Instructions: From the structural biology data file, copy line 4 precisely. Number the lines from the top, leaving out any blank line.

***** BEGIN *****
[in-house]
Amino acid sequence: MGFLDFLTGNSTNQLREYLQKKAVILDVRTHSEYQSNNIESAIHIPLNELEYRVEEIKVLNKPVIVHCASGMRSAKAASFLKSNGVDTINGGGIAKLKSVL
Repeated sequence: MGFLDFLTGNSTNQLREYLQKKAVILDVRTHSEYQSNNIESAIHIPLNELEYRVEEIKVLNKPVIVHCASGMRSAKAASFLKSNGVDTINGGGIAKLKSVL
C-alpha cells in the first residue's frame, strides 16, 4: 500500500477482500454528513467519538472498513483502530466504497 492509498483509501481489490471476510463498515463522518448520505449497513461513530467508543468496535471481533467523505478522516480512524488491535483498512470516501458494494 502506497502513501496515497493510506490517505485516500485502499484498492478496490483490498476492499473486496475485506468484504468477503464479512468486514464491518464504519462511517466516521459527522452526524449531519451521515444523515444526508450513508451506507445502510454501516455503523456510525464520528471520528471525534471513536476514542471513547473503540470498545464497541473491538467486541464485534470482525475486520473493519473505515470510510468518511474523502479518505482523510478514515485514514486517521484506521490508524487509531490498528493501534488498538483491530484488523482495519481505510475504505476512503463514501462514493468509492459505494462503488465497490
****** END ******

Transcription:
C-alpha cells in the first residue's frame, strides 16, 4: 500500500477482500454528513467519538472498513483502530466504497 492509498483509501481489490471476510463498515463522518448520505449497513461513530467508543468496535471481533467523505478522516480512524488491535483498512470516501458494494 502506497502513501496515497493510506490517505485516500485502499484498492478496490483490498476492499473486496475485506468484504468477503464479512468486514464491518464504519462511517466516521459527522452526524449531519451521515444523515444526508450513508451506507445502510454501516455503523456510525464520528471520528471525534471513536476514542471513547473503540470498545464497541473491538467486541464485534470482525475486520473493519473505515470510510468518511474523502479518505482523510478514515485514514486517521484506521490508524487509531490498528493501534488498538483491530484488523482495519481505510475504505476512503463514501462514493468509492459505494462503488465497490